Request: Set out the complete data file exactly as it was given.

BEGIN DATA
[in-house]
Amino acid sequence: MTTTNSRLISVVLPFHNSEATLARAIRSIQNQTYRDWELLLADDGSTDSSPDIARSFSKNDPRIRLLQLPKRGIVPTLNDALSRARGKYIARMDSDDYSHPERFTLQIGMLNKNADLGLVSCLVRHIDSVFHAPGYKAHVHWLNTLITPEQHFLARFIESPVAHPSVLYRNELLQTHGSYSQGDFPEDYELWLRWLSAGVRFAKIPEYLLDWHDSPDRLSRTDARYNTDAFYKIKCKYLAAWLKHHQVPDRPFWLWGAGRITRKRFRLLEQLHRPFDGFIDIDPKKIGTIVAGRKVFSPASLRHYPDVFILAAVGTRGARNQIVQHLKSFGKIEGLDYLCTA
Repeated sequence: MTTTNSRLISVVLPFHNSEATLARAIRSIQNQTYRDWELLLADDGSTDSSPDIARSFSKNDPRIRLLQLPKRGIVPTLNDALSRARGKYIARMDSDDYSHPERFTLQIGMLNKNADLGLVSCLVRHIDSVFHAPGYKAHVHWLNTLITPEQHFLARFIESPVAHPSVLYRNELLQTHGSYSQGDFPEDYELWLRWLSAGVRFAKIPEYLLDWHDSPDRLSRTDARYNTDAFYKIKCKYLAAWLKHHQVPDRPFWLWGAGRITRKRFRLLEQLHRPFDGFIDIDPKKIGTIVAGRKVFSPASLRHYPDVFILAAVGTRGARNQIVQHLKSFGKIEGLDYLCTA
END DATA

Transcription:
[in-house]
Amino acid sequence: MTTTNSRLISVVLPFHNSEATLARAIRSIQNQTYRDWELLLADDGSTDSSPDIARSFSKNDPRIRLLQLPKRGIVPTLNDALSRARGKYIARMDSDDYSHPERFTLQIGMLNKNADLGLVSCLVRHIDSVFHAPGYKAHVHWLNTLITPEQHFLARFIESPVAHPSVLYRNELLQTHGSYSQGDFPEDYELWLRWLSAGVRFAKIPEYLLDWHDSPDRLSRTDARYNTDAFYKIKCKYLAAWLKHHQVPDRPFWLWGAGRITRKRFRLLEQLHRPFDGFIDIDPKKIGTIVAGRKVFSPASLRHYPDVFILAAVGTRGARNQIVQHLKSFGKIEGLDYLCTA
Repeated sequence: MTTTNSRLISVVLPFHNSEATLARAIRSIQNQTYRDWELLLADDGSTDSSPDIARSFSKNDPRIRLLQLPKRGIVPTLNDALSRARGKYIARMDSDDYSHPERFTLQIGMLNKNADLGLVSCLVRHIDSVFHAPGYKAHVHWLNTLITPEQHFLARFIESPVAHPSVLYRNELLQTHGSYSQGDFPEDYELWLRWLSAGVRFAKIPEYLLDWHDSPDRLSRTDARYNTDAFYKIKCKYLAAWLKHHQVPDRPFWLWGAGRITRKRFRLLEQLHRPFDGFIDIDPKKIGTIVAGRKVFSPASLRHYPDVFILAAVGTRGARNQIVQHLKSFGKIEGLDYLCTA